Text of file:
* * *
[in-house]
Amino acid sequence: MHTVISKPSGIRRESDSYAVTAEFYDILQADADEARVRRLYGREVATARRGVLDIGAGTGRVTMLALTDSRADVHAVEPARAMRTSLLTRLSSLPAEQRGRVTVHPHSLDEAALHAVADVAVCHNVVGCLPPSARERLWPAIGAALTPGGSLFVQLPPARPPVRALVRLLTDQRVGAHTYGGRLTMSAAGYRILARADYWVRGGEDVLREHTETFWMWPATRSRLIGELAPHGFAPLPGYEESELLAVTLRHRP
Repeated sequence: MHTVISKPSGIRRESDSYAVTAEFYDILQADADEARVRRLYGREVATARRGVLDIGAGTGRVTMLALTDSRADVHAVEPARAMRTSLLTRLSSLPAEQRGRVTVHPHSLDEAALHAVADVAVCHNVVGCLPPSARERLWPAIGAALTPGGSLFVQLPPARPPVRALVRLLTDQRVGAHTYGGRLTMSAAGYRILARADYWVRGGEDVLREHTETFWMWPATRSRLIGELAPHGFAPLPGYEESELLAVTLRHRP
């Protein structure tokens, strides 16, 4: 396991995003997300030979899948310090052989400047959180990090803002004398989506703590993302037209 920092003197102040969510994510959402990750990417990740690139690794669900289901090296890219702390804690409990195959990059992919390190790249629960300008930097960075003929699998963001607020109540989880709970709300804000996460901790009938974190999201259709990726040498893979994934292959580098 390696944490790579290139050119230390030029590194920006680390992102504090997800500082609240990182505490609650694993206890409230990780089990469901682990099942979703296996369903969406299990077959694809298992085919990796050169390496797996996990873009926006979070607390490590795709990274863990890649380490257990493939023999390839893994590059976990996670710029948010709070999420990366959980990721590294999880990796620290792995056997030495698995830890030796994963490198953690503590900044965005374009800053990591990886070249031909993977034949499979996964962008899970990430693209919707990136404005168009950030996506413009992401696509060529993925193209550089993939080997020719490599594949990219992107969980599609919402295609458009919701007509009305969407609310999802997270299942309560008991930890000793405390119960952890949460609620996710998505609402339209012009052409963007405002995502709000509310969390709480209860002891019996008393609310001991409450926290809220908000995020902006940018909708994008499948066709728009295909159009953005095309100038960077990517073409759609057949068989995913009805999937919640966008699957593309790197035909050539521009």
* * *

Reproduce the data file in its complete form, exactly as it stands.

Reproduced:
[in-house]
Amino acid sequence: MHTVISKPSGIRRESDSYAVTAEFYDILQADADEARVRRLYGREVATARRGVLDIGAGTGRVTMLALTDSRADVHAVEPARAMRTSLLTRLSSLPAEQRGRVTVHPHSLDEAALHAVADVAVCHNVVGCLPPSARERLWPAIGAALTPGGSLFVQLPPARPPVRALVRLLTDQRVGAHTYGGRLTMSAAGYRILARADYWVRGGEDVLREHTETFWMWPATRSRLIGELAPHGFAPLPGYEESELLAVTLRHRP
Repeated sequence: MHTVISKPSGIRRESDSYAVTAEFYDILQADADEARVRRLYGREVATARRGVLDIGAGTGRVTMLALTDSRADVHAVEPARAMRTSLLTRLSSLPAEQRGRVTVHPHSLDEAALHAVADVAVCHNVVGCLPPSARERLWPAIGAALTPGGSLFVQLPPARPPVRALVRLLTDQRVGAHTYGGRLTMSAAGYRILARADYWVRGGEDVLREHTETFWMWPATRSRLIGELAPHGFAPLPGYEESELLAVTLRHRP
């Protein structure tokens, strides 16, 4: 396991995003997300030979899948310090052989400047959180990090803002004398989506703590993302037209 920092003197102040969510994510959402990750990417990740690139690794669900289901090296890219702390804690409990195959990059992919390190790249629960300008930097960075003929699998963001607020109540989880709970709300804000996460901790009938974190999201259709990726040498893979994934292959580098 390696944490790579290139050119230390030029590194920006680390992102504090997800500082609240990182505490609650694993206890409230990780089990469901682990099942979703296996369903969406299990077959694809298992085919990796050169390496797996996990873009926006979070607390490590795709990274863990890649380490257990493939023999390839893994590059976990996670710029948010709070999420990366959980990721590294999880990796620290792995056997030495698995830890030796994963490198953690503590900044965005374009800053990591990886070249031909993977034949499979996964962008899970990430693209919707990136404005168009950030996506413009992401696509060529993925193209550089993939080997020719490599594949990219992107969980599609919402295609458009919701007509009305969407609310999802997270299942309560008991930890000793405390119960952890949460609620996710998505609402339209012009052409963007405002995502709000509310969390709480209860002891019996008393609310001991409450926290809220908000995020902006940018909708994008499948066709728009295909159009953005095309100038960077990517073409759609057949068989995913009805999937919640966008699957593309790197035909050539521009």